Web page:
This is exactly what proponents of an equitable transportation have been vouching for. The argument, which certainly doesn’t need to be rehashed here, is that automobile travel/parking is under priced. In discussions with fellow Chicagoans, the ‘debacle’ stems from the fact that it is now more expensive to get from a to b in an automobile when you have to park on street. Some people complain of faulty ticket machines, but if there is a faulty machine you don’t have to pay.

    If the city continued to control parking, I believe there would be a next to zero possibility that on-street rates would rise. Through the privatization of parking, the city has been able to achieve sensible transportation policy goals it otherwise would have been unable to reach.

    Not everything is 100% rosy. The contract could have been better but I must say what we have now is an unquestionable improvement over the ‘pre-parking deal’ era. I can personally attest that for certain trips I would have taken by car in the past, I now take transit or bike. Certainly others are behaving similarly. There is more on-street turnover.

    I read somewhere that the companies who make these deals expect to recoup their costs in less than half the time of the contract terms. I think this makes for an interesting negotiating point during contract formulation. Based on the comments here, a recurring complaint and a possible negotiating point in future contracts centers around the problem of reclaiming of street space.

    It seems to me like if a company were to make x profit margin in y years since the deal was made, there should be the ability to renegotiate terms of the contract. That’s all I really have to say on this topic. Companies take a risk by entering into these deals but from what I know (although I am no expert), the risk is generally minimized by all sorts of clauses, terms, conditions, etc… like the fact these deals run for 75 years. If the deal turns out to be incredibly good for the company, and it makes x profit in y years there should be the opportunity to renegotiate – maybe reclaiming of street space is part of the equation.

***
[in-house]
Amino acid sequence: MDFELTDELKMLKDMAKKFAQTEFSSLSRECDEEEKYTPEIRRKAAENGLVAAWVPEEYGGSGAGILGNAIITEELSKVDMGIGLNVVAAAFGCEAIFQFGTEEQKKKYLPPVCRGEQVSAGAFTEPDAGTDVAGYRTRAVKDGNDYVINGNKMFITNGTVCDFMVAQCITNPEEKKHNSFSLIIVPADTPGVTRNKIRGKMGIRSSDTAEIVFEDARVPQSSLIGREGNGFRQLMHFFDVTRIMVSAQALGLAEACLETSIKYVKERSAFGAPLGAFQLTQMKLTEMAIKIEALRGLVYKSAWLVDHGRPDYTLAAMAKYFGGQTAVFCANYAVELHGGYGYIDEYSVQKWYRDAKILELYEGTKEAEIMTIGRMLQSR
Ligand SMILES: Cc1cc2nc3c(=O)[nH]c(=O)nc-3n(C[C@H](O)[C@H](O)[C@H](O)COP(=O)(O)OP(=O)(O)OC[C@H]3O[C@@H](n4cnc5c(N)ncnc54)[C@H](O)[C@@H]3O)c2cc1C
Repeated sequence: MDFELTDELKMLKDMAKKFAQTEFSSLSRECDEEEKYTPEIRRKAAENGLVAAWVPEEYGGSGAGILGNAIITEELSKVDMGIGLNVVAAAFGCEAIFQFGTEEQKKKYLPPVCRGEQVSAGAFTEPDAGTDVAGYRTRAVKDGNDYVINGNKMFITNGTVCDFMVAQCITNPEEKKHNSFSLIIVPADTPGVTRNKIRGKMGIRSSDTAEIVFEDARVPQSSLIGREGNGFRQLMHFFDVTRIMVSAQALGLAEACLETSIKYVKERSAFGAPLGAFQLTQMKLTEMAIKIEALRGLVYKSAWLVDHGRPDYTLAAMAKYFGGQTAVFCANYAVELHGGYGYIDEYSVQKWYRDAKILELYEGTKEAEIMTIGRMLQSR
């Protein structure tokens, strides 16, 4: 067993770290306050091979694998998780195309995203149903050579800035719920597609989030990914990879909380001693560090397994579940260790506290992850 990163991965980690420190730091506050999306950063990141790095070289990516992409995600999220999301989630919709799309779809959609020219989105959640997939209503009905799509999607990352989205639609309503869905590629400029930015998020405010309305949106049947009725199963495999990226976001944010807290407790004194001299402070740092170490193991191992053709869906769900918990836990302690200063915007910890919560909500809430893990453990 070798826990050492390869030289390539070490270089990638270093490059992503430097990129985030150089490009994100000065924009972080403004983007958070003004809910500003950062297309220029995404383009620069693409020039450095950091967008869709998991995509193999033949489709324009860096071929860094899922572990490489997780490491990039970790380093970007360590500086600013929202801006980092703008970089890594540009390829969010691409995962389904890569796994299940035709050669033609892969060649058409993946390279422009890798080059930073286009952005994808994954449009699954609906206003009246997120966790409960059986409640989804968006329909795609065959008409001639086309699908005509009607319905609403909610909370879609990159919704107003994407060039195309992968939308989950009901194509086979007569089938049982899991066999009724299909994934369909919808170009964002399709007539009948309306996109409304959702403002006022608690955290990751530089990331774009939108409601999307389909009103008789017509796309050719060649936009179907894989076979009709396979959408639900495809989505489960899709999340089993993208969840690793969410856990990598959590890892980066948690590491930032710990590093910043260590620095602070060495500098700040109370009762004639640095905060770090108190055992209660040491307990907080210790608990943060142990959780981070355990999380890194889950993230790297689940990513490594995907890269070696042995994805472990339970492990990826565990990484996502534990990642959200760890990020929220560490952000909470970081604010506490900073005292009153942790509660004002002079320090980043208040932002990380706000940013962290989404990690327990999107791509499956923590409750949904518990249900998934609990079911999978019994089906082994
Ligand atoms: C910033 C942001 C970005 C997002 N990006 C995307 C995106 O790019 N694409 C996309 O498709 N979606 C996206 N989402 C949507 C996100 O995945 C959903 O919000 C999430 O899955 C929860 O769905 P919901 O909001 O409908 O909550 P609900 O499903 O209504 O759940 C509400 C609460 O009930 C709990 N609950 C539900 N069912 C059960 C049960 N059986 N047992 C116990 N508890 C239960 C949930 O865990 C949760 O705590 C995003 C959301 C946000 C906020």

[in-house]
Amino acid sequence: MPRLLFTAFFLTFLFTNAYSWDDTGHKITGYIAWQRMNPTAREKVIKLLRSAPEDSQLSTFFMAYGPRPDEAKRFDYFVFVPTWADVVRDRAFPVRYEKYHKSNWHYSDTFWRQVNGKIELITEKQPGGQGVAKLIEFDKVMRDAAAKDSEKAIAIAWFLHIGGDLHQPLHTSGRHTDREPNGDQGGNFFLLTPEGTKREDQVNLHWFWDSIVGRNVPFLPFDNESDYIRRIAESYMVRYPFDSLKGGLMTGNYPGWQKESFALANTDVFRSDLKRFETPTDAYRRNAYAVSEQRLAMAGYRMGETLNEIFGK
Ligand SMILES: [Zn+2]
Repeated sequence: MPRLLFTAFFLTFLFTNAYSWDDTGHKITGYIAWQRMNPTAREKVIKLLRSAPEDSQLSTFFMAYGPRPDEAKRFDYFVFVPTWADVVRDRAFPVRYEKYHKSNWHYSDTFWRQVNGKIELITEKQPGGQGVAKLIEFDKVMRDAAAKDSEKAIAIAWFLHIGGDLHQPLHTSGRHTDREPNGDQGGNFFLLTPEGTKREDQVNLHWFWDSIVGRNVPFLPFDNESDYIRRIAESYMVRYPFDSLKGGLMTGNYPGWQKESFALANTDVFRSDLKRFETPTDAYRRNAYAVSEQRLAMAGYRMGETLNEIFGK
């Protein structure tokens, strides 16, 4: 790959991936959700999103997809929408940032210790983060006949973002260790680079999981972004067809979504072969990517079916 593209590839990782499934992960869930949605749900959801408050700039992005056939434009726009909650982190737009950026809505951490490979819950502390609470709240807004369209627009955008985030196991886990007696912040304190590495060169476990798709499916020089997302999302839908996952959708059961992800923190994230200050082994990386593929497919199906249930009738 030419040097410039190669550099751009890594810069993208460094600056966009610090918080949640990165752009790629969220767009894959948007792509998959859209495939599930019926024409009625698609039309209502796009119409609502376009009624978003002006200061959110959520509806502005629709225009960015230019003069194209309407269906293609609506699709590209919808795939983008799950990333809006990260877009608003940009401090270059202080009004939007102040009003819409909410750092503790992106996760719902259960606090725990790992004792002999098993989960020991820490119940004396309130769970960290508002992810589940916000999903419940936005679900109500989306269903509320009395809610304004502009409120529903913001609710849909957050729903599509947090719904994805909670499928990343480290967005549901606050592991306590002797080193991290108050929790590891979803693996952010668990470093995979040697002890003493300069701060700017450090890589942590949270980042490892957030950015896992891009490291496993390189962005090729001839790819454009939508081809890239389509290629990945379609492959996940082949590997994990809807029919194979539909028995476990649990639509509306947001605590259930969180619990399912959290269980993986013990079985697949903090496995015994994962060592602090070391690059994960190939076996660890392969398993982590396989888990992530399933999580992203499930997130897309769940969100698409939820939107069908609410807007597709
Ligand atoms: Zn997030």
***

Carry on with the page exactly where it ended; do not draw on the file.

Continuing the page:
Streetsblog readers, the important question I have for you is “How would you improve a parking privatization deal?

  • JK

    The red flag with this EDC RFP is that it is written for an investment bank already doing P3’s, not for a parking operator or vendor. A company with expertise solely in parking operations and payment wouldn’t qualify for the real estate and large project financing part of the RFP.

    NYC didn’t need this RFP to find vendors eager to modernize the city’s parking system, with pay-by-phone/SMS or street sensors. And, it would be straightforward to create an incentive system for vendors to get a higher percentage of meters operational, or price new spots etc. Also, there is no need for private finance to modernize the city’s meter system. The budget has already appropriated $75m for meter modernization. Consider that the ambitious SFPark intelligent parking system cost $25mil for 6k curb and 12k garage spots. NYC sank $30m into the new BX Botanic Garden parking deck.

    So, if the city can easily write incentive contracts to improve meter operations and purchase new technology, and has enough money to build new parking decks at private tourist attractions, why do we have an RFP for fee driven investment banks?

    Civic watchdogs should keep a very close eye on this RFP and what comes out of it.

  • Big T

    Don’t be surprised if they already have an entity in mind.

  • Les

    Cabanes: has no idea how bad the chicago debacle is. But the Mayor daley people defend the deal to the death. they won’t admit the deal was the worst possible thing that could happen to Chicagoans.
    We lost billions, are getting fleeced by private companies now operating 24/7 racking up tickets along with the city, and the rates go up every year, and worst of all the money goes to Abu Dhabi and overseas. none of the money stays in chicago. They knew this before signing off on a debacle that will hurt the next ten generations. (75 years!). There was one city councilor Waguspack who wrote a report telling people it was a bad deal all around. Bad for parking, and the economics. They even pointed out that Chicago could do it and keep the money in house. So Cabanes, there is nothing good about this deal. Daley was in on the fix and sold Chicago out. There is nothing good about the Chicago Way.

  • Nathanael

    Stupidest idea ever.  Privatization of public services is always a disaster.  Always.